While Putin was among the first world leaders to congratulate Lukashenko after his re-election, Kremlin spokesman Dmitry Peskov told Russian media on Wednesday that Russia treated “everything that happens in Belarus as the internal affairs of that country”.
Before EU leaders officially rejected the result of the Belarus polls on Thursday, member states such as Latvia issued a statement calling for another election, while Svetlana Tikhanovskaya, the main challenger to Lukashenko, had gone into self-exile in Lithuania.
Russia’s President Vladimir Putin offered military support to Minsk if necessary, under a security pact covering ex-Soviet states.
Moscow’s approach had provoked a strong reaction from the EU, with the 27 leaders holding an emergency summit on Wednesday and called on Putin to refrain from military means.
“Military intervention by Russia would make the situation much more complicated,” German Chancellor Angela Merkel said on Wednesday.
“The people of Belarus want change – and they want it now,” European Commission President Ursula von der Leyen said afterwards, adding that the EU would back a “peaceful, democratic transition of power”.
The EU has been under strong pressure to act in concert on the situation in non-EU member Belarus from Eastern European member states such as Lithuania and Poland, who feared the growing influence of Russia in the region.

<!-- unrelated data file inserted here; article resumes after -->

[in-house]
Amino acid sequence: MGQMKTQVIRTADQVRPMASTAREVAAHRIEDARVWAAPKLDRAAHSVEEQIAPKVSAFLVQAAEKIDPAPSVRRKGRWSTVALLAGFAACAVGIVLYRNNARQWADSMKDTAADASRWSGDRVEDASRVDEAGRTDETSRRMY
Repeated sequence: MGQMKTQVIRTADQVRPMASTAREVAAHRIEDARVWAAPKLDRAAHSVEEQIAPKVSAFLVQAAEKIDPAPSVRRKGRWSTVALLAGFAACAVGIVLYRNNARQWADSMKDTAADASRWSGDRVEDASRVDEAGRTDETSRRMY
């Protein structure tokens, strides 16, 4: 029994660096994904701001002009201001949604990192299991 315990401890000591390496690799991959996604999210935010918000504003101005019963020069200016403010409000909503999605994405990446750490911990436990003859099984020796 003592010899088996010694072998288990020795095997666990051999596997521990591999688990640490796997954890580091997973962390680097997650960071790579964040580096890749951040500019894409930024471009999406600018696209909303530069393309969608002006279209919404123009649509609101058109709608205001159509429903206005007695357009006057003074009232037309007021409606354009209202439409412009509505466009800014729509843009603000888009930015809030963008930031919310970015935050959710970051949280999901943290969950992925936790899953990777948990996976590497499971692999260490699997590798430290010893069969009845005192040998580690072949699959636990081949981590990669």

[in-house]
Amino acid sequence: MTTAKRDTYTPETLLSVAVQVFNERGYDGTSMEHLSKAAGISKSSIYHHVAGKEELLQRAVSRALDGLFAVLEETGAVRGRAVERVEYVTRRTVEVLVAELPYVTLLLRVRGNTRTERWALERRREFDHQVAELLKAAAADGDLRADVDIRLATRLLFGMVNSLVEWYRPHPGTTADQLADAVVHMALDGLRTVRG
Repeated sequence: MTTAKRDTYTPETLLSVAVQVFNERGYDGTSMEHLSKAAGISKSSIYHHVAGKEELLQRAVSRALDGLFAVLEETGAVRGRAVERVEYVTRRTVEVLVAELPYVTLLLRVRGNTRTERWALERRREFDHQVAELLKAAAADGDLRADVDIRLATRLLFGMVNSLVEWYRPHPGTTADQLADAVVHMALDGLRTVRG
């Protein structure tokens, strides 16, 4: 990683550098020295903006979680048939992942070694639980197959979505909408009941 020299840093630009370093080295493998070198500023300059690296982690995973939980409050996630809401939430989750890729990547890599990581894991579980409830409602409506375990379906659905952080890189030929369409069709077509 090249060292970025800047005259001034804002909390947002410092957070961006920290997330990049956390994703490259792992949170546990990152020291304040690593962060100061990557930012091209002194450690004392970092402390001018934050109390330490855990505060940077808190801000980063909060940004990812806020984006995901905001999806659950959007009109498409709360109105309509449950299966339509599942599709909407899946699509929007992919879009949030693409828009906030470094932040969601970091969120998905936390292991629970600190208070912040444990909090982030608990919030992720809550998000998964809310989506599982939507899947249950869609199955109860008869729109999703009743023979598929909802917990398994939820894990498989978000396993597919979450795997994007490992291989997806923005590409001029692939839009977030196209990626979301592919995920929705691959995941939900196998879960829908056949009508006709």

Ahead of the meeting, Belarus’ opposition leader, Svetlana Tikhanovskaya, who is self-exiled in Lithuania, called on EU leaders not to accept the election result.
Lukashenko on Tuesday threatened to take “appropriate measures” against the opposition camp’s plan to set up a council inside the country, which he denounced as an attempt to seize power.
He also claimed the protests were being stirred up from abroad against his 26-year rule of the ex-Soviet state.
Merkel – who said Lukashenko refused to take her call – said the Belarusian government “must put a stop to violence against peaceful protesters, release all political prisoners immediately and engage in a national dialogue with the opposition and society.”